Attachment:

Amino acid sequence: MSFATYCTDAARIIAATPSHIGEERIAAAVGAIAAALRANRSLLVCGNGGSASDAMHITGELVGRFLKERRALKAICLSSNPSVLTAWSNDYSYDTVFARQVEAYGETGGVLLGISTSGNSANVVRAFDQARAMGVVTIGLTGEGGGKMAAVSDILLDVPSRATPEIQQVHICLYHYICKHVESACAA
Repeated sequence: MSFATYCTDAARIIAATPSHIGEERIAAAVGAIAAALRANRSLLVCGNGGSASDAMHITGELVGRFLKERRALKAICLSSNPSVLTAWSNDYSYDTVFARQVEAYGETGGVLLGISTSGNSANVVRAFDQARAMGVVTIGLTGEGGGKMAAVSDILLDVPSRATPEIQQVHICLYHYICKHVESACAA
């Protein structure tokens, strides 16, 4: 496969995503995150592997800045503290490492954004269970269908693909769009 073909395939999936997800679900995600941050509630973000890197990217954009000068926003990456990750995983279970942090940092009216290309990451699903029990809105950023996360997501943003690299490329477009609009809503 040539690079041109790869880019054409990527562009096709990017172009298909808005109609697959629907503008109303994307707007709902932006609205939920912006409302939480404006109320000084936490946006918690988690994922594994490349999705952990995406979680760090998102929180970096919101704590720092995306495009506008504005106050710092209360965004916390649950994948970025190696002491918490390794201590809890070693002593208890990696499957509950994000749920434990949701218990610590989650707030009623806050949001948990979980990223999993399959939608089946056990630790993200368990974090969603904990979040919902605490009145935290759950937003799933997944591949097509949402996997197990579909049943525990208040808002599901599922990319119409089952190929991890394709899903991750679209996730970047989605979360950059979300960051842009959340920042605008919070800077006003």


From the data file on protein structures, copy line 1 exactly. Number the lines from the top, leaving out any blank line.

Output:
Amino acid sequence: MSFATYCTDAARIIAATPSHIGEERIAAAVGAIAAALRANRSLLVCGNGGSASDAMHITGELVGRFLKERRALKAICLSSNPSVLTAWSNDYSYDTVFARQVEAYGETGGVLLGISTSGNSANVVRAFDQARAMGVVTIGLTGEGGGKMAAVSDILLDVPSRATPEIQQVHICLYHYICKHVESACAA